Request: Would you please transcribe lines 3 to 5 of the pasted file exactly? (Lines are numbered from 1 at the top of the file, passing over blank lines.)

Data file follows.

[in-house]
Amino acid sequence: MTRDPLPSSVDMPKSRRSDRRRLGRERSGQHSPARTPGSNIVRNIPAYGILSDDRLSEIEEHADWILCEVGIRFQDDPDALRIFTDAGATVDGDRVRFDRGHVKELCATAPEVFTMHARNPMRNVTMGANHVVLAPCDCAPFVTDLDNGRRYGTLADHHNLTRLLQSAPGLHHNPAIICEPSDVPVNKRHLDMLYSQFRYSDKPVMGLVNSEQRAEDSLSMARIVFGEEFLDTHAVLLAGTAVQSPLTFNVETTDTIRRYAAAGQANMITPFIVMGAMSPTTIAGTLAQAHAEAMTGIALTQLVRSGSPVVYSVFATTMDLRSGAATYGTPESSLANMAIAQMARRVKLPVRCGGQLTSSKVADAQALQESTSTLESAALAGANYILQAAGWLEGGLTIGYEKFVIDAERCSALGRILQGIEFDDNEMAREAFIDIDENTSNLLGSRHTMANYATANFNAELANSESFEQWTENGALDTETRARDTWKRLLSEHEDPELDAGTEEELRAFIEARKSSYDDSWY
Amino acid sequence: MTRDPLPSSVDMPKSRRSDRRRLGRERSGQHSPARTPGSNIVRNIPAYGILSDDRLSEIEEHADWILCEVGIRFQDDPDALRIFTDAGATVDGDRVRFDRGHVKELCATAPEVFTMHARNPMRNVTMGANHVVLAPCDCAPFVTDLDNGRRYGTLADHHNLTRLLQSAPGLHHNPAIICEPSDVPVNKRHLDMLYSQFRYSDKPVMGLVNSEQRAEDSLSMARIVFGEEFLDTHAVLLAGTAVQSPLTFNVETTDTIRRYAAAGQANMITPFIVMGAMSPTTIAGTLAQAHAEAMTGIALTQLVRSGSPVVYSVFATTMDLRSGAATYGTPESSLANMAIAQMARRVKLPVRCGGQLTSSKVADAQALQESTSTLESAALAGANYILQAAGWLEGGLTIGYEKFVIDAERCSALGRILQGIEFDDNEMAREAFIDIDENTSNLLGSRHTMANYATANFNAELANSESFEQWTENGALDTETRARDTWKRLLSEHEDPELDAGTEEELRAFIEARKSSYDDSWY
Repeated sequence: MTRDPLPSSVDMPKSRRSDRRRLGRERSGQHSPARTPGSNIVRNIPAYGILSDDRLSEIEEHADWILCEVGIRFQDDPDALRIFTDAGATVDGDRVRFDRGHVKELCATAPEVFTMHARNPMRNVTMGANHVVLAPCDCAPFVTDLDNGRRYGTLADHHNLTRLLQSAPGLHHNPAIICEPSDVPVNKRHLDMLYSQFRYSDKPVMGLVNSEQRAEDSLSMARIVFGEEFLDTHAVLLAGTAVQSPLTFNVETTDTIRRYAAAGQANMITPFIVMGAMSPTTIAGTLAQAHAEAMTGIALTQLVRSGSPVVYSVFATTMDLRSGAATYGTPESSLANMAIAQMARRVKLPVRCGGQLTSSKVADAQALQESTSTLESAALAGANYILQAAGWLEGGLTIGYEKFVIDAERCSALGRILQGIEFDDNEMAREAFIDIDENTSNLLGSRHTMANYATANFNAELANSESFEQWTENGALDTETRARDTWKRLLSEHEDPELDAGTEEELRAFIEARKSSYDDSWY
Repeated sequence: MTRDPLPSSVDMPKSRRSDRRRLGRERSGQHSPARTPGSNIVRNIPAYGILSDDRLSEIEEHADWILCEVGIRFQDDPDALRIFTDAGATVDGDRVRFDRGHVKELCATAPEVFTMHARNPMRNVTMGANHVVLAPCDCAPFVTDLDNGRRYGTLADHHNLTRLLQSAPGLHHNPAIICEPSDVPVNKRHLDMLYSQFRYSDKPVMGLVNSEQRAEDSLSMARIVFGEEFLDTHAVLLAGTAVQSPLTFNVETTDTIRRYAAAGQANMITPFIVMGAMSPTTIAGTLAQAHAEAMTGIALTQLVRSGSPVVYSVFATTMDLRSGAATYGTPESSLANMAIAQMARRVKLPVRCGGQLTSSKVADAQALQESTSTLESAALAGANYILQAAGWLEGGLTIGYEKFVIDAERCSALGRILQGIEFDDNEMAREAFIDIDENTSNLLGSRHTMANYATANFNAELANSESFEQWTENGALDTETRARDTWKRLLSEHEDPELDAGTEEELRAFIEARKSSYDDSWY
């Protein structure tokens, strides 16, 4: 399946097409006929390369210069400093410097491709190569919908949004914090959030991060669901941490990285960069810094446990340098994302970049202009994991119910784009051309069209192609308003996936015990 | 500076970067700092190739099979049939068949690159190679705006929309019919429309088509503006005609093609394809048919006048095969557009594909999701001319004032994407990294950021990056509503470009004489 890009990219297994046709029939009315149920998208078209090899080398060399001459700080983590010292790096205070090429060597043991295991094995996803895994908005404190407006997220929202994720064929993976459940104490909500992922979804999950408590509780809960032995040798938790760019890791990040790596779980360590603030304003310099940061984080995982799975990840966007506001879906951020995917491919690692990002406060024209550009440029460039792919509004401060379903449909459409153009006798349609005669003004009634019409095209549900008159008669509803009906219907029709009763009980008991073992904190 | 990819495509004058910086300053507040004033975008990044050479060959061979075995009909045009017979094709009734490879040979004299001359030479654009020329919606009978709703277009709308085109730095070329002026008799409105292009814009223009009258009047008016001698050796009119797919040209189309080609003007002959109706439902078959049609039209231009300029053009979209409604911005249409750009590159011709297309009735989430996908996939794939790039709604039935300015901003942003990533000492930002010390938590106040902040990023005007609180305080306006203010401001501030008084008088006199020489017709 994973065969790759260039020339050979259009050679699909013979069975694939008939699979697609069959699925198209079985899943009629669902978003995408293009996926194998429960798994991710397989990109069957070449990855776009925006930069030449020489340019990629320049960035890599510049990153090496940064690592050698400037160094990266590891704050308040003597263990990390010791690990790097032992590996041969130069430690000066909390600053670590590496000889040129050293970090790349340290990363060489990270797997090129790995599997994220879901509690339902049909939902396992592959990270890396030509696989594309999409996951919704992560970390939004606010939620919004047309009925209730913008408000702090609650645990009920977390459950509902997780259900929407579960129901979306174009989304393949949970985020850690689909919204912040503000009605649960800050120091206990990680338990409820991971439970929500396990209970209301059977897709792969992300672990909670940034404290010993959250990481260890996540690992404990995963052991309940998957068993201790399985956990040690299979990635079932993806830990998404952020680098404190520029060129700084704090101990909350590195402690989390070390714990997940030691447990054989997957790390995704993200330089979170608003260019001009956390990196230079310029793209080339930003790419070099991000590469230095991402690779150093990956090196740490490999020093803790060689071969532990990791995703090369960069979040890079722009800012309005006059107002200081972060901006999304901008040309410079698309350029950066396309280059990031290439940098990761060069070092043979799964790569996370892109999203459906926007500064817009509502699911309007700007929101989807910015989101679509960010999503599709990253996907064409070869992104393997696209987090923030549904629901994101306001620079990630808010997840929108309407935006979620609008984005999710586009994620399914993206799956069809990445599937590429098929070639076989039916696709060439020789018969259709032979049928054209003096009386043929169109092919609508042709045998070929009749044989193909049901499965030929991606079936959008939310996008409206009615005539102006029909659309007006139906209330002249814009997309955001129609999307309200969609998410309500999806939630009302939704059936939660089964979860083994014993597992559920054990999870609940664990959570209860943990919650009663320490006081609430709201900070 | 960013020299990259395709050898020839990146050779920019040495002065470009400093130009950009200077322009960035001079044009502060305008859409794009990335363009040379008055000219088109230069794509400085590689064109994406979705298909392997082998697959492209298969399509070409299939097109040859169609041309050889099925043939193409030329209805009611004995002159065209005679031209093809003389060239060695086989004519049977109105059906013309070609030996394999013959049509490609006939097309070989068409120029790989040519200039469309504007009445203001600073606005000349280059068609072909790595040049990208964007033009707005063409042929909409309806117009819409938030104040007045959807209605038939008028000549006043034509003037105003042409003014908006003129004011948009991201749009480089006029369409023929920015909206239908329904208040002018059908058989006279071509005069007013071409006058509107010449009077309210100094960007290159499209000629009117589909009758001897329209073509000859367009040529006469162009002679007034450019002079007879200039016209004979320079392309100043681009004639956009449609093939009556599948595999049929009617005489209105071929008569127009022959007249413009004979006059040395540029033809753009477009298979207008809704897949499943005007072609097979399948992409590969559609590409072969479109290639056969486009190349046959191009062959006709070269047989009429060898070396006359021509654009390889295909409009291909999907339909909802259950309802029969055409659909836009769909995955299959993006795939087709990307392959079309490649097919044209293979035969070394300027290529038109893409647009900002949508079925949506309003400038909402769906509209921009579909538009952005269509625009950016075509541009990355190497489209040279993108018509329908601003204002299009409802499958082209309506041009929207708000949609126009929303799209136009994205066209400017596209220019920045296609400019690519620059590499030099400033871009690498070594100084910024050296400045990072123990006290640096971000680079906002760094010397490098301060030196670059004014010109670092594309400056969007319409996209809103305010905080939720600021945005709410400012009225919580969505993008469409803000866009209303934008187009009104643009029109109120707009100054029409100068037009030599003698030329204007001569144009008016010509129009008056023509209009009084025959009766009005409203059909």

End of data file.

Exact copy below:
Amino acid sequence: MTRDPLPSSVDMPKSRRSDRRRLGRERSGQHSPARTPGSNIVRNIPAYGILSDDRLSEIEEHADWILCEVGIRFQDDPDALRIFTDAGATVDGDRVRFDRGHVKELCATAPEVFTMHARNPMRNVTMGANHVVLAPCDCAPFVTDLDNGRRYGTLADHHNLTRLLQSAPGLHHNPAIICEPSDVPVNKRHLDMLYSQFRYSDKPVMGLVNSEQRAEDSLSMARIVFGEEFLDTHAVLLAGTAVQSPLTFNVETTDTIRRYAAAGQANMITPFIVMGAMSPTTIAGTLAQAHAEAMTGIALTQLVRSGSPVVYSVFATTMDLRSGAATYGTPESSLANMAIAQMARRVKLPVRCGGQLTSSKVADAQALQESTSTLESAALAGANYILQAAGWLEGGLTIGYEKFVIDAERCSALGRILQGIEFDDNEMAREAFIDIDENTSNLLGSRHTMANYATANFNAELANSESFEQWTENGALDTETRARDTWKRLLSEHEDPELDAGTEEELRAFIEARKSSYDDSWY
Repeated sequence: MTRDPLPSSVDMPKSRRSDRRRLGRERSGQHSPARTPGSNIVRNIPAYGILSDDRLSEIEEHADWILCEVGIRFQDDPDALRIFTDAGATVDGDRVRFDRGHVKELCATAPEVFTMHARNPMRNVTMGANHVVLAPCDCAPFVTDLDNGRRYGTLADHHNLTRLLQSAPGLHHNPAIICEPSDVPVNKRHLDMLYSQFRYSDKPVMGLVNSEQRAEDSLSMARIVFGEEFLDTHAVLLAGTAVQSPLTFNVETTDTIRRYAAAGQANMITPFIVMGAMSPTTIAGTLAQAHAEAMTGIALTQLVRSGSPVVYSVFATTMDLRSGAATYGTPESSLANMAIAQMARRVKLPVRCGGQLTSSKVADAQALQESTSTLESAALAGANYILQAAGWLEGGLTIGYEKFVIDAERCSALGRILQGIEFDDNEMAREAFIDIDENTSNLLGSRHTMANYATANFNAELANSESFEQWTENGALDTETRARDTWKRLLSEHEDPELDAGTEEELRAFIEARKSSYDDSWY
Repeated sequence: MTRDPLPSSVDMPKSRRSDRRRLGRERSGQHSPARTPGSNIVRNIPAYGILSDDRLSEIEEHADWILCEVGIRFQDDPDALRIFTDAGATVDGDRVRFDRGHVKELCATAPEVFTMHARNPMRNVTMGANHVVLAPCDCAPFVTDLDNGRRYGTLADHHNLTRLLQSAPGLHHNPAIICEPSDVPVNKRHLDMLYSQFRYSDKPVMGLVNSEQRAEDSLSMARIVFGEEFLDTHAVLLAGTAVQSPLTFNVETTDTIRRYAAAGQANMITPFIVMGAMSPTTIAGTLAQAHAEAMTGIALTQLVRSGSPVVYSVFATTMDLRSGAATYGTPESSLANMAIAQMARRVKLPVRCGGQLTSSKVADAQALQESTSTLESAALAGANYILQAAGWLEGGLTIGYEKFVIDAERCSALGRILQGIEFDDNEMAREAFIDIDENTSNLLGSRHTMANYATANFNAELANSESFEQWTENGALDTETRARDTWKRLLSEHEDPELDAGTEEELRAFIEARKSSYDDSWY